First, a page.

In 1983, aliens killed a 2-billion dollar company. Superman had worked it over, but was ET who landed the final blow. It was ugly. I was there, but I escaped the worst of the carnage. The remains were buried in concrete somewhere in New Mexico.
For those of you too young to remember, the victim was a company called Atari. What killed it was a sort of Dr. Frankenstein attempt at what we now call convergence. The company was owned by Warner and run by a band of executives from the world of consumer products. None of them had a computer on his desk. They had the simple belief that a great license would yield a great videogame.
The Atari corporation paid very little attention to designing for computer games, a medium profoundly different from films or comic books. And so no one except a few lonely programmers who actually built the games was looking at the requirements for good interactivity, play patterns, or design principles. There was no market research on what players liked in a game. When it was determined that a movie was a hit with the target audience (yes, 14-year-old boys), a license to produce a game based on the movie was acquired. The task was lobbed at a programmer who was typically given about three months to write the code.
At the same time, hordes of Harvard MBAs began churning out business plans and transplants from aerospace middle management drew up elaborate production schedules and P&G vets happily began planning marketing and distribution. Great commercials were produced. But no one except the programmers were in the business of creating great videogames. And so Atari published some really bad products, and lo, the customers did rise up and smite them. So began the great videogame darkness of 1984 that lasted until 1987 or thereabouts. A wiser industry emerged, but only a little wiser.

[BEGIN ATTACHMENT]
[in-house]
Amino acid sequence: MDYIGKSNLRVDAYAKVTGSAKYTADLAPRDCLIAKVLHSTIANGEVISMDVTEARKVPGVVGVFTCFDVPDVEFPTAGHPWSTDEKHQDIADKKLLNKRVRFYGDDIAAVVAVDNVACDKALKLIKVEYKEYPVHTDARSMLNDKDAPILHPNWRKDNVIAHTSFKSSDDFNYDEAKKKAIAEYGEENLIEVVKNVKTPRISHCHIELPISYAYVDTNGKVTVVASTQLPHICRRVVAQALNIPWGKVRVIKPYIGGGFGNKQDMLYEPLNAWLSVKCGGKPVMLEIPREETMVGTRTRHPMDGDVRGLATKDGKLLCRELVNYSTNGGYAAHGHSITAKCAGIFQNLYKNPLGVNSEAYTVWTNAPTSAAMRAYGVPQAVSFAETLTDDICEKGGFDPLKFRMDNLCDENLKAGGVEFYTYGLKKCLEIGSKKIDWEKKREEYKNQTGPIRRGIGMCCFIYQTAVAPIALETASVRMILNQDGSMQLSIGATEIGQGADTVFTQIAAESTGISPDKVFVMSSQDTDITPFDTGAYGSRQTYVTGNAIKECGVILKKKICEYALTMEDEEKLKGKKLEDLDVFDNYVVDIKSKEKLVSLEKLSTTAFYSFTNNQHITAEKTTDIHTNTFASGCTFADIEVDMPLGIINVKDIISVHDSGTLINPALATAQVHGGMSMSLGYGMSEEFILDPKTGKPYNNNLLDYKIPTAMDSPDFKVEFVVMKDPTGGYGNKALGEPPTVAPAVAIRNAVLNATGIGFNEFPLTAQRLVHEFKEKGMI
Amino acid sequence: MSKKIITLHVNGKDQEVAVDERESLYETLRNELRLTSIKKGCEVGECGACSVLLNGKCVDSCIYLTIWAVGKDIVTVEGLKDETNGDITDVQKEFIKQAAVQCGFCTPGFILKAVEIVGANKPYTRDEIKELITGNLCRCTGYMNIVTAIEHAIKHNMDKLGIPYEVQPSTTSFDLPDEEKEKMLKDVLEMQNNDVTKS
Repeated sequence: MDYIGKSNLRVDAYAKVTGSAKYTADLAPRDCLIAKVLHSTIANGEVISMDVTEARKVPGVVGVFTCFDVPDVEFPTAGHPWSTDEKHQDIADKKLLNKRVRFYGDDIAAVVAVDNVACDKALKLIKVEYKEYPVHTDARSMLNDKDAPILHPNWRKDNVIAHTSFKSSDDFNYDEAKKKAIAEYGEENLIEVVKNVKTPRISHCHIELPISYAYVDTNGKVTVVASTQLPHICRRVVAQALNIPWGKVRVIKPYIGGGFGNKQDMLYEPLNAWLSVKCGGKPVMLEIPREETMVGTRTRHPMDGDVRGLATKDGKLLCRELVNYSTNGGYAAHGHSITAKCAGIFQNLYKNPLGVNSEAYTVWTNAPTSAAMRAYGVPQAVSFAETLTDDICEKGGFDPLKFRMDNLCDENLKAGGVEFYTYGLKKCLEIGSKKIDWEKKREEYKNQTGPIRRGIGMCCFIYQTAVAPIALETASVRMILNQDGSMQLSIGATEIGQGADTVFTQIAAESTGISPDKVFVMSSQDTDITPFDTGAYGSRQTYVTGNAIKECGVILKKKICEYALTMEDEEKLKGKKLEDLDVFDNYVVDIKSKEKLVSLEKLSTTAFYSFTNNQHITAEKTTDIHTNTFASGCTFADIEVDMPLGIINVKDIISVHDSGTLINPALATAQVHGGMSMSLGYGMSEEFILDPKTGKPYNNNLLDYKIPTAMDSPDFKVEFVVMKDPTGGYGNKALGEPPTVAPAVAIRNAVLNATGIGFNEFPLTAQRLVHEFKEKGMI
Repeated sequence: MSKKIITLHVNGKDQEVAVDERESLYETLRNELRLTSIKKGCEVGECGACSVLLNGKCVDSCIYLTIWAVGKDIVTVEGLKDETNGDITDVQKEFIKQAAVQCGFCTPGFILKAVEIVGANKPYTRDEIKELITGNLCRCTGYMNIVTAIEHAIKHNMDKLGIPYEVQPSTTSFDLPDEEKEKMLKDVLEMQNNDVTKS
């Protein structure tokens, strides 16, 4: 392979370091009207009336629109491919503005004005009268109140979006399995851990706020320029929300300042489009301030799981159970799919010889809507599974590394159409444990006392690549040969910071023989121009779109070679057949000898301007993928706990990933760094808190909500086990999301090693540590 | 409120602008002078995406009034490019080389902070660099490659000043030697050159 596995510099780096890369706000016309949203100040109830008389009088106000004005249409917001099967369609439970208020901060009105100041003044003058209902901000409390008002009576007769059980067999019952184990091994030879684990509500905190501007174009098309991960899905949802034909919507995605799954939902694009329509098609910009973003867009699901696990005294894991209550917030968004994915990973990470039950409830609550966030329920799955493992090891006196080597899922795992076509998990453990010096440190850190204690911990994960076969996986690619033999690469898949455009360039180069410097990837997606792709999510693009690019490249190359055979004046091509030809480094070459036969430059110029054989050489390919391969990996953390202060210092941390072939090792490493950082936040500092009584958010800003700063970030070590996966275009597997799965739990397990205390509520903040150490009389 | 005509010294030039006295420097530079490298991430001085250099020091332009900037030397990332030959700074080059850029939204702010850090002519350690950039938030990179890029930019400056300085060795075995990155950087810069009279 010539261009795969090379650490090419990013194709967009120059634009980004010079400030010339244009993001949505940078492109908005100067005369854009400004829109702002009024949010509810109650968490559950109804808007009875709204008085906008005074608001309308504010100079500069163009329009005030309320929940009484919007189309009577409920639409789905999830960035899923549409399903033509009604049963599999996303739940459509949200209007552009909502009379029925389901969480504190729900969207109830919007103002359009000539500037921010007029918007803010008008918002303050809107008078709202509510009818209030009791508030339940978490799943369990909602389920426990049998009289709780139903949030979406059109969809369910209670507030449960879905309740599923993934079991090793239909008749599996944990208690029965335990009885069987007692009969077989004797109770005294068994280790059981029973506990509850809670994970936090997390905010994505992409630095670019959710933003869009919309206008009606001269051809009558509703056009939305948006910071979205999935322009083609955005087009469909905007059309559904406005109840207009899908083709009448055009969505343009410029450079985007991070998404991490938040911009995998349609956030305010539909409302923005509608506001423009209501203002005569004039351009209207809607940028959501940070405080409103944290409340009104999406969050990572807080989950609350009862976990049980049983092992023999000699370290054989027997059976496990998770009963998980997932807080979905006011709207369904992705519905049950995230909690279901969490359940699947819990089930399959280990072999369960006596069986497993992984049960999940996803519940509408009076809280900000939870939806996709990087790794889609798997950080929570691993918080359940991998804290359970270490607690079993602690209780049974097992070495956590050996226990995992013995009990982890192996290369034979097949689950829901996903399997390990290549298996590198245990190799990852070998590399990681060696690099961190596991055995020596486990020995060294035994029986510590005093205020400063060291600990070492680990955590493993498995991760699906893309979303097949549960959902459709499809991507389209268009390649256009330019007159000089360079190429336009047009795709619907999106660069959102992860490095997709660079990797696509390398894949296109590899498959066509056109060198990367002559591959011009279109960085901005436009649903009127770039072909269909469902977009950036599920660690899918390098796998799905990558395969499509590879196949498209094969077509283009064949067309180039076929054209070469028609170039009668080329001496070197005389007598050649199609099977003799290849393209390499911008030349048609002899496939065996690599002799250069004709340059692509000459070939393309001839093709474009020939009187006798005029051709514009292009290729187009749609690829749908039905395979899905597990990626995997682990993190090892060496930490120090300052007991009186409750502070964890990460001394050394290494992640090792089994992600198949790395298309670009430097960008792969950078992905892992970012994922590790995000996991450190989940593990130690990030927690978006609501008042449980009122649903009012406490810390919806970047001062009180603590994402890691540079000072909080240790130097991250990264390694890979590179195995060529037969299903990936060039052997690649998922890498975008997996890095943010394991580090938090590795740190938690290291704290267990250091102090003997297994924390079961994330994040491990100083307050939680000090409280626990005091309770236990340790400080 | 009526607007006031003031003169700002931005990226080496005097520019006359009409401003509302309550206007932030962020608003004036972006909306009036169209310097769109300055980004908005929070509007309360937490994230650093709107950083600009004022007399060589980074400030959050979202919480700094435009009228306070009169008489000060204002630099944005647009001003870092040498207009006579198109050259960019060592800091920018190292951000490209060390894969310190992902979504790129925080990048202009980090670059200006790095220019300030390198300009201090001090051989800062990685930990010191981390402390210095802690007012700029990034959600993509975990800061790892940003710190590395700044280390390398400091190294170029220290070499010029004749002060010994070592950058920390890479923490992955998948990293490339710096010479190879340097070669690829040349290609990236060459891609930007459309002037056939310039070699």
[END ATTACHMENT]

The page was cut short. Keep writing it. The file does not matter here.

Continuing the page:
The Children's Television Workshop never came up to speed on producing computer games from its properties, and Disney arrived very late at success in the game business, given the strength of its properties and the breadth of its market. However, the formula of Disney games, despite good execution, has a limited lifespan. Learning Books learned this the hard way. Carmen Sandiego, a creature of the computer game industry, managed to get herself a TV series, and Power Rangers and X-Men and Teenage Mutant Ninja Turtles had moderately successful transmedia lives as well. Sailor Moon fared not so well, facing an uphill battle in terms of both culture and gender as a game property. In these cases, it's worth noting, it was always clear what was the root property and what was the spin-off.
Now the world eagerly awaits Laura Croft's leap to the silver screen. Wildly popular Oscar winner Angelina Jolie will play the title role. The film being directed by Simon West, who also directed such action features as "Con Air" and "The General's Daughter." Thus it may actually be an interesting, if not great, movie. But still, one obviously based on a videogame.
My point, and I do have one, is that the content process thus far has consisted of "repurposing," more or less successfully, content from one medium for another - film to TV, TV to film, videogame to film, TV to web, videogame to web, doll to web (and therein lies some pretty ugly pink stuff), cartoon to radio, radio to web, etc. In a post-convergence world, this will be an even less efficient way to do things than it is right now. In a moment I will offer some guidelines for content creation in this brave new world, but first, I need to plague you with one more analysis of just what "post-convergence" might mean.
What Is "Post-Convergence"?